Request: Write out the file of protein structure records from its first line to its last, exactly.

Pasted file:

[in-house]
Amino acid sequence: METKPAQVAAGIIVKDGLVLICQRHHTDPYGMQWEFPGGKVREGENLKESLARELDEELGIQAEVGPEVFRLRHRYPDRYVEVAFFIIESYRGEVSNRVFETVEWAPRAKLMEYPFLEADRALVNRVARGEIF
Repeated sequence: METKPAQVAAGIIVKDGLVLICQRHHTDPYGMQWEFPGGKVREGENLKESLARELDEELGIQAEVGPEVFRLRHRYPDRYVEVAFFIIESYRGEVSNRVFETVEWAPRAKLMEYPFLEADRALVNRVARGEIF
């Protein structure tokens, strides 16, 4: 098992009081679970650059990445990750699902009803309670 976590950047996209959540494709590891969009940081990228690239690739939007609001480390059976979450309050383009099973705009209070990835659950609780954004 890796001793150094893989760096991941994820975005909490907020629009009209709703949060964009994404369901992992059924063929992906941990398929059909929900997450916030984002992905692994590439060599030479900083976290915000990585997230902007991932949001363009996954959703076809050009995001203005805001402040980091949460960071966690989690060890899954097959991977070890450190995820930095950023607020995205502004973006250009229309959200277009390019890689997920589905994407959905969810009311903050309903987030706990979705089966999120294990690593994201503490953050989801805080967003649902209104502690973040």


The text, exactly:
[in-house]
Amino acid sequence: METKPAQVAAGIIVKDGLVLICQRHHTDPYGMQWEFPGGKVREGENLKESLARELDEELGIQAEVGPEVFRLRHRYPDRYVEVAFFIIESYRGEVSNRVFETVEWAPRAKLMEYPFLEADRALVNRVARGEIF
Repeated sequence: METKPAQVAAGIIVKDGLVLICQRHHTDPYGMQWEFPGGKVREGENLKESLARELDEELGIQAEVGPEVFRLRHRYPDRYVEVAFFIIESYRGEVSNRVFETVEWAPRAKLMEYPFLEADRALVNRVARGEIF
């Protein structure tokens, strides 16, 4: 098992009081679970650059990445990750699902009803309670 976590950047996209959540494709590891969009940081990228690239690739939007609001480390059976979450309050383009099973705009209070990835659950609780954004 890796001793150094893989760096991941994820975005909490907020629009009209709703949060964009994404369901992992059924063929992906941990398929059909929900997450916030984002992905692994590439060599030479900083976290915000990585997230902007991932949001363009996954959703076809050009995001203005805001402040980091949460960071966690989690060890899954097959991977070890450190995820930095950023607020995205502004973006250009229309959200277009390019890689997920589905994407959905969810009311903050309903987030706990979705089966999120294990690593994201503490953050989801805080967003649902209104502690973040």